When were navigation lights introduced on ships?
Prior to 1848 there were no rules governing the navigation lights to be exhibited either by steam or sailing vessels.
However with introduction of steam vessels the numbers of collisions accelerated rapidly. In the period 1848–49 there were 3064 collisions involving British ships, in which nine steamships and 270 sailing vessels were lost.
In 1831, a select committee of the House of Commons studied the problem of collisions and introduced the first definite rule of the road for steamships. They also recommended the introduction of a platform forward for the steering wheel, so that the helmsman could see over the bow when navigating in confined waters. They also recommended that a steamship should show two lights horizontally when navigating along a river or shore. This rule does not appear to have been implemented.
In 1836, a select committee on pilotage made various recommendations, including the keeping to the starboard hand in narrow channels – this recommendation was not implemented until 1846.
The 1836 Royal Commission also made recommendations, namely that every steamship between sunset and sunrise should carry lanterns visible in all directions. A little later Captains Parkes and Pringle, conducting an enquiry into steamship accidents, recommended a white light at the masthead, a white light on the starboard paddlebox and a red light on the port paddlebox. It is, however, doubtful if the above recommendations were implemented, at least not to any great extent.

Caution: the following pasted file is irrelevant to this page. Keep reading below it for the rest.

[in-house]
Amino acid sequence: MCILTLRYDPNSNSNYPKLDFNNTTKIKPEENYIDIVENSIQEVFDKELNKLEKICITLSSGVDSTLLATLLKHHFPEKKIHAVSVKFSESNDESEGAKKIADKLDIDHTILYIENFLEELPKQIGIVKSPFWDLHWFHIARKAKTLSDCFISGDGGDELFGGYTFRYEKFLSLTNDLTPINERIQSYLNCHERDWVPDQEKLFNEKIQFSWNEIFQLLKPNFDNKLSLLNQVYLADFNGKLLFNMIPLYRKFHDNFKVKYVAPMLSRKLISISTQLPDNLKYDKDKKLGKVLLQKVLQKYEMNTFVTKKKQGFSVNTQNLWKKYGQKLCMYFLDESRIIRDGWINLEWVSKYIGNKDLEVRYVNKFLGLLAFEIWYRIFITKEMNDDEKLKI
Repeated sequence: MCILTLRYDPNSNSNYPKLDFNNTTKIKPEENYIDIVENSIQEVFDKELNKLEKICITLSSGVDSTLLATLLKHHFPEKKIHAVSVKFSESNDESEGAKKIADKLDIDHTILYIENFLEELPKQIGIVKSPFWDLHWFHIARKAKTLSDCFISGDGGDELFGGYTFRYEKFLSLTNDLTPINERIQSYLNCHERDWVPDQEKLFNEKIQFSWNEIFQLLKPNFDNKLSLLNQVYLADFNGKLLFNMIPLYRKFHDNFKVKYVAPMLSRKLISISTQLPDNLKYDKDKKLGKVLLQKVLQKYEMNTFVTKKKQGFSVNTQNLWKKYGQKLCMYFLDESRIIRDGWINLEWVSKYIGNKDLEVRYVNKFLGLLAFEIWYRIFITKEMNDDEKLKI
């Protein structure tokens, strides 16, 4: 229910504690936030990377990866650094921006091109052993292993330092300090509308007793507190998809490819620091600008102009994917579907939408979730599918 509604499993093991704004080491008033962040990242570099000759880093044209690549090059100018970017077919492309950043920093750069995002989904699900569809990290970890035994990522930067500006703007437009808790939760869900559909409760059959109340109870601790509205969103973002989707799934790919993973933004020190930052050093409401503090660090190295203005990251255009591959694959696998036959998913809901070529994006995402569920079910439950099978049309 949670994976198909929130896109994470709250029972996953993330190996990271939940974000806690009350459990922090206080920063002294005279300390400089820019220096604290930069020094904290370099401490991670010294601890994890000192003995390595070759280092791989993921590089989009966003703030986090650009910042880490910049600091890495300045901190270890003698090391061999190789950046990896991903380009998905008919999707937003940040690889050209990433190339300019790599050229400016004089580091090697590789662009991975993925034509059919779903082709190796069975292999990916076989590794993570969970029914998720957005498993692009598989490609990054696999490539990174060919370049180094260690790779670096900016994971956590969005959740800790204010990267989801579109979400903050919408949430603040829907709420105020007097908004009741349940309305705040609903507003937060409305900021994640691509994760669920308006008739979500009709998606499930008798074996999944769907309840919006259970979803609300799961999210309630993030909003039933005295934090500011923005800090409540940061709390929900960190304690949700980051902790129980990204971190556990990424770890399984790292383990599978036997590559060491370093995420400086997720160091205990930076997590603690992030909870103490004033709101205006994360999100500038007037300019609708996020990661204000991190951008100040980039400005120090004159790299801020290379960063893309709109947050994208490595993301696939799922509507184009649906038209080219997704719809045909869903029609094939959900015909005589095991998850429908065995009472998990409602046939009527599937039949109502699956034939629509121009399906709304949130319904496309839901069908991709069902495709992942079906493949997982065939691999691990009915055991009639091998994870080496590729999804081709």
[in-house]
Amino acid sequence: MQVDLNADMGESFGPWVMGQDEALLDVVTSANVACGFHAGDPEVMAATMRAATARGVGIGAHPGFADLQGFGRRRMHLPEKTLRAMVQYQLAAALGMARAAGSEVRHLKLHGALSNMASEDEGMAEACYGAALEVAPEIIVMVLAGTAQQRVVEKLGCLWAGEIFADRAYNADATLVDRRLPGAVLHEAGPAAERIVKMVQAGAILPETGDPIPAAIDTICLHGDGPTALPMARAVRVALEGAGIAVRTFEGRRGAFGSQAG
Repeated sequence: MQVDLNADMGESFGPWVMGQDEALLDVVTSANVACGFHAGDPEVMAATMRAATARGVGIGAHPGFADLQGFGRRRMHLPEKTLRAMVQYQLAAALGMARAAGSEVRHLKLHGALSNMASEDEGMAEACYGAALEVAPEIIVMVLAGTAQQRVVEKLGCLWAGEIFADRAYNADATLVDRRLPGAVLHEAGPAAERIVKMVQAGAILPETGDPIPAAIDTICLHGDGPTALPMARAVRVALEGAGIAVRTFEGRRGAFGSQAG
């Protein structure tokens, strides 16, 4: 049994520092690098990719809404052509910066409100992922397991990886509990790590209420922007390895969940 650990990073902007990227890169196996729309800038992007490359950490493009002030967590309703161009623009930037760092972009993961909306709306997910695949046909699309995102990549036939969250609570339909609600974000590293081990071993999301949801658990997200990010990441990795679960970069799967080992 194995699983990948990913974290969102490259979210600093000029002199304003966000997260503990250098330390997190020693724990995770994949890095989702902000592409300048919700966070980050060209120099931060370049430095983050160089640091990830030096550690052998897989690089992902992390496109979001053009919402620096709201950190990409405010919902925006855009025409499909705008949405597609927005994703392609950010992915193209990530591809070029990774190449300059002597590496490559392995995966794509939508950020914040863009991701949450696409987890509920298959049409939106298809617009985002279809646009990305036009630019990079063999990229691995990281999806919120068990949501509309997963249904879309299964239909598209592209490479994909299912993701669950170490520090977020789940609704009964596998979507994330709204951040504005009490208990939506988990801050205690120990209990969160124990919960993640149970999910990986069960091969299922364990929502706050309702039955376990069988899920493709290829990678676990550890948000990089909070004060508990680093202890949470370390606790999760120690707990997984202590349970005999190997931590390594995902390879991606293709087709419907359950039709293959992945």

It was a Captain Evans who solved the problem by devising a white masthead light to show from right ahead to two points abaft the beam on either side of the ship. He also suggested the red and green side lights to show from right ahead to two points abaft the beam on their respective sides, and also the inboard screens to prevent the lights being seen across the bow.
Sailing vessels would continue to carry a single white light, as they had done for years as a custom of the sea. It was not until 1858 that the sidelights for sailing vessels were introduced.